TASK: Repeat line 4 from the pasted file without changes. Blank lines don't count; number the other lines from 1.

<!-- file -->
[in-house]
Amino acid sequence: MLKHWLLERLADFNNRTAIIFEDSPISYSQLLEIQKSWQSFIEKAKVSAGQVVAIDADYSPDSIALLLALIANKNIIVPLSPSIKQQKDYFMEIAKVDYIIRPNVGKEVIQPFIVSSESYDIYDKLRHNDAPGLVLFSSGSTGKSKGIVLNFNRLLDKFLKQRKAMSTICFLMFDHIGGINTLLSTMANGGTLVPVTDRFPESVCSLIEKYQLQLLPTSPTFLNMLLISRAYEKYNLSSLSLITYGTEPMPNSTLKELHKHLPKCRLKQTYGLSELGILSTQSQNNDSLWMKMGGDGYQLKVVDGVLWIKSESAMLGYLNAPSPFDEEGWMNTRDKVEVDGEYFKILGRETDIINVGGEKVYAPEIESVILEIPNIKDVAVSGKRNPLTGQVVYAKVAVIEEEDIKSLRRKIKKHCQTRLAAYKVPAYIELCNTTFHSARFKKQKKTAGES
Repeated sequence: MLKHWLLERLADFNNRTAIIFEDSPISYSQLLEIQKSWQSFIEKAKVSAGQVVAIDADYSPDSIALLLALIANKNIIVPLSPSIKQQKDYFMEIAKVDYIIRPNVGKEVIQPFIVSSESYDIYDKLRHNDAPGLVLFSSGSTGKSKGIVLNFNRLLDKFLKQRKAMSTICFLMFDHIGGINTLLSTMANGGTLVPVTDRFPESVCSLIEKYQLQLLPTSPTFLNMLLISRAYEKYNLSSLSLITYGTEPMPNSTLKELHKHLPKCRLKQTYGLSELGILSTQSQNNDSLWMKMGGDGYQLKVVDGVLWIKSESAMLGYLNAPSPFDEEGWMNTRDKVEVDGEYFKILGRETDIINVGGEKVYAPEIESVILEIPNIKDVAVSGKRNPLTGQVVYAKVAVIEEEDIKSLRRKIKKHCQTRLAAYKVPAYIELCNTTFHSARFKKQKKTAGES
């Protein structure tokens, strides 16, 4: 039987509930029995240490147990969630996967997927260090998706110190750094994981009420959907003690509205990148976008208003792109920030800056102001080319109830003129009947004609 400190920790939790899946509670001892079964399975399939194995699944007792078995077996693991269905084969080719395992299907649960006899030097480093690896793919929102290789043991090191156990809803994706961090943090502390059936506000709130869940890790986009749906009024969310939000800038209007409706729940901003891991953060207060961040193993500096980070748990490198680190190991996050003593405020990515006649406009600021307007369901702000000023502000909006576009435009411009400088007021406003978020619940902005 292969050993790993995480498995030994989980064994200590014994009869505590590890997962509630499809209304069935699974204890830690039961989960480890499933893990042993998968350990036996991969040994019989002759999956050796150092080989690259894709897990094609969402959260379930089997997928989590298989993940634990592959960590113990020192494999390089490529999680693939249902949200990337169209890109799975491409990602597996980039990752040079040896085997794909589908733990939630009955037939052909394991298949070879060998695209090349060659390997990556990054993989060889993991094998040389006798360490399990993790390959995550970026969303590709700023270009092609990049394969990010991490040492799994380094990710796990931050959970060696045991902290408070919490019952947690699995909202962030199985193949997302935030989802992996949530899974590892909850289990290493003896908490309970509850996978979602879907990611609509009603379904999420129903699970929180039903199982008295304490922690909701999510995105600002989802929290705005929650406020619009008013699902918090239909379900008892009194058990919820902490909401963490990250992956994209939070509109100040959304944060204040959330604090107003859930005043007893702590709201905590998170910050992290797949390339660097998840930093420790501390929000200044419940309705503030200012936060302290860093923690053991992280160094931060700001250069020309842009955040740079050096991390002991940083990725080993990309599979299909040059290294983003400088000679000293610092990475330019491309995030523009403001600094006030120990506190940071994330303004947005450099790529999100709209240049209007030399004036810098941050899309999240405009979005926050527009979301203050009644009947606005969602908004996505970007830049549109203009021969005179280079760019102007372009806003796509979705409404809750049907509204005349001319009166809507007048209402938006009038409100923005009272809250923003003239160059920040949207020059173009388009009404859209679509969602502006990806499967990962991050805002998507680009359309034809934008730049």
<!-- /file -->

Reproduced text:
């Protein structure tokens, strides 16, 4: 039987509930029995240490147990969630996967997927260090998706110190750094994981009420959907003690509205990148976008208003792109920030800056102001080319109830003129009947004609 400190920790939790899946509670001892079964399975399939194995699944007792078995077996693991269905084969080719395992299907649960006899030097480093690896793919929102290789043991090191156990809803994706961090943090502390059936506000709130869940890790986009749906009024969310939000800038209007409706729940901003891991953060207060961040193993500096980070748990490198680190190991996050003593405020990515006649406009600021307007369901702000000023502000909006576009435009411009400088007021406003978020619940902005 292969050993790993995480498995030994989980064994200590014994009869505590590890997962509630499809209304069935699974204890830690039961989960480890499933893990042993998968350990036996991969040994019989002759999956050796150092080989690259894709897990094609969402959260379930089997997928989590298989993940634990592959960590113990020192494999390089490529999680693939249902949200990337169209890109799975491409990602597996980039990752040079040896085997794909589908733990939630009955037939052909394991298949070879060998695209090349060659390997990556990054993989060889993991094998040389006798360490399990993790390959995550970026969303590709700023270009092609990049394969990010991490040492799994380094990710796990931050959970060696045991902290408070919490019952947690699995909202962030199985193949997302935030989802992996949530899974590892909850289990290493003896908490309970509850996978979602879907990611609509009603379904999420129903699970929180039903199982008295304490922690909701999510995105600002989802929290705005929650406020619009008013699902918090239909379900008892009194058990919820902490909401963490990250992956994209939070509109100040959304944060204040959330604090107003859930005043007893702590709201905590998170910050992290797949390339660097998840930093420790501390929000200044419940309705503030200012936060302290860093923690053991992280160094931060700001250069020309842009955040740079050096991390002991940083990725080993990309599979299909040059290294983003400088000679000293610092990475330019491309995030523009403001600094006030120990506190940071994330303004947005450099790529999100709209240049209007030399004036810098941050899309999240405009979005926050527009979301203050009644009947606005969602908004996505970007830049549109203009021969005179280079760019102007372009806003796509979705409404809750049907509204005349001319009166809507007048209402938006009038409100923005009272809250923003003239160059920040949207020059173009388009009404859209679509969602502006990806499967990962991050805002998507680009359309034809934008730049």